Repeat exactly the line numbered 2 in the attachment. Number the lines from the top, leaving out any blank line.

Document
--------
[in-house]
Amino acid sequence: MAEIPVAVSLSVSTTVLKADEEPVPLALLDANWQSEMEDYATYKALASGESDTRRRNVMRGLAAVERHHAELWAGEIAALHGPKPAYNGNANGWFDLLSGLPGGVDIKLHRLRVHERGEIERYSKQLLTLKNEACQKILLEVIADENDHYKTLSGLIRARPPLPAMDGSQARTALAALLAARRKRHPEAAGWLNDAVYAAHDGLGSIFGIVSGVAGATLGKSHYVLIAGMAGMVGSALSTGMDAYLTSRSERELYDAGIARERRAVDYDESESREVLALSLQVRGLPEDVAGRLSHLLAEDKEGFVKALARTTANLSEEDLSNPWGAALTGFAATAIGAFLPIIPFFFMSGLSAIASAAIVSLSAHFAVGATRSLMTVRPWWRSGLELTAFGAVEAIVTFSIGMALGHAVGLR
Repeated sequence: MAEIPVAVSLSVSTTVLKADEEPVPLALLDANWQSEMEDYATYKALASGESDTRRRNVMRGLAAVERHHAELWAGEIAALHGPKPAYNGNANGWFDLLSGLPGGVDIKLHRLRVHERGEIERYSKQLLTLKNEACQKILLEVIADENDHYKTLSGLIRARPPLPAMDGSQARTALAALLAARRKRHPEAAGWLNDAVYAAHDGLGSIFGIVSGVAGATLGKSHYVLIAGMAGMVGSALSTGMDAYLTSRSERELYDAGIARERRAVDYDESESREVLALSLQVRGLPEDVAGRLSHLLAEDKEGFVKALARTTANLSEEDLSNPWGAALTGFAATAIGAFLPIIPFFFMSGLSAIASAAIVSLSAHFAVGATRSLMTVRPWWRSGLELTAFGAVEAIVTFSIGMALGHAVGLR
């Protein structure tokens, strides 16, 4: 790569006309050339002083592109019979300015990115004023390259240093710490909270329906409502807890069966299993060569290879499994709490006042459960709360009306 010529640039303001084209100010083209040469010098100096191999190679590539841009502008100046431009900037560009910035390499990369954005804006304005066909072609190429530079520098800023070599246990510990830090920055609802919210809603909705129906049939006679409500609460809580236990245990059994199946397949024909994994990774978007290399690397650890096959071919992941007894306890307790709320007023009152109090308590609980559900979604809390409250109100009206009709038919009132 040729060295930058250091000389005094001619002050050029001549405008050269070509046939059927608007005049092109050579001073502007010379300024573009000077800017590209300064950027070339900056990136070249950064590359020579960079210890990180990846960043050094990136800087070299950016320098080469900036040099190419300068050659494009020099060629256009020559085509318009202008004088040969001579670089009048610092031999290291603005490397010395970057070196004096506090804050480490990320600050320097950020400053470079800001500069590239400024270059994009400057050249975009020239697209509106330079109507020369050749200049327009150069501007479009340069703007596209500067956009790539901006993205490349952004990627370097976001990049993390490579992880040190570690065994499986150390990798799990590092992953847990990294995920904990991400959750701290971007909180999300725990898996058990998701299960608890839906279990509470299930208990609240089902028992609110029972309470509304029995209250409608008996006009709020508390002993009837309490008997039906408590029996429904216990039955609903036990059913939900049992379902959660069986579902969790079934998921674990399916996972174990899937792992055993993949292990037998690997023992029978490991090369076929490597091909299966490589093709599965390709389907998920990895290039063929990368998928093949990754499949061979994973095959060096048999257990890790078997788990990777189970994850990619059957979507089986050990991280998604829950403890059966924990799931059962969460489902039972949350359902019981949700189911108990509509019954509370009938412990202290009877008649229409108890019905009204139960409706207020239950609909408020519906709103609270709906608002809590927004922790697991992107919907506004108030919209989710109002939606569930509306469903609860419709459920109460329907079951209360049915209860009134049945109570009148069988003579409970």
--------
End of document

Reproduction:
Amino acid sequence: MAEIPVAVSLSVSTTVLKADEEPVPLALLDANWQSEMEDYATYKALASGESDTRRRNVMRGLAAVERHHAELWAGEIAALHGPKPAYNGNANGWFDLLSGLPGGVDIKLHRLRVHERGEIERYSKQLLTLKNEACQKILLEVIADENDHYKTLSGLIRARPPLPAMDGSQARTALAALLAARRKRHPEAAGWLNDAVYAAHDGLGSIFGIVSGVAGATLGKSHYVLIAGMAGMVGSALSTGMDAYLTSRSERELYDAGIARERRAVDYDESESREVLALSLQVRGLPEDVAGRLSHLLAEDKEGFVKALARTTANLSEEDLSNPWGAALTGFAATAIGAFLPIIPFFFMSGLSAIASAAIVSLSAHFAVGATRSLMTVRPWWRSGLELTAFGAVEAIVTFSIGMALGHAVGLR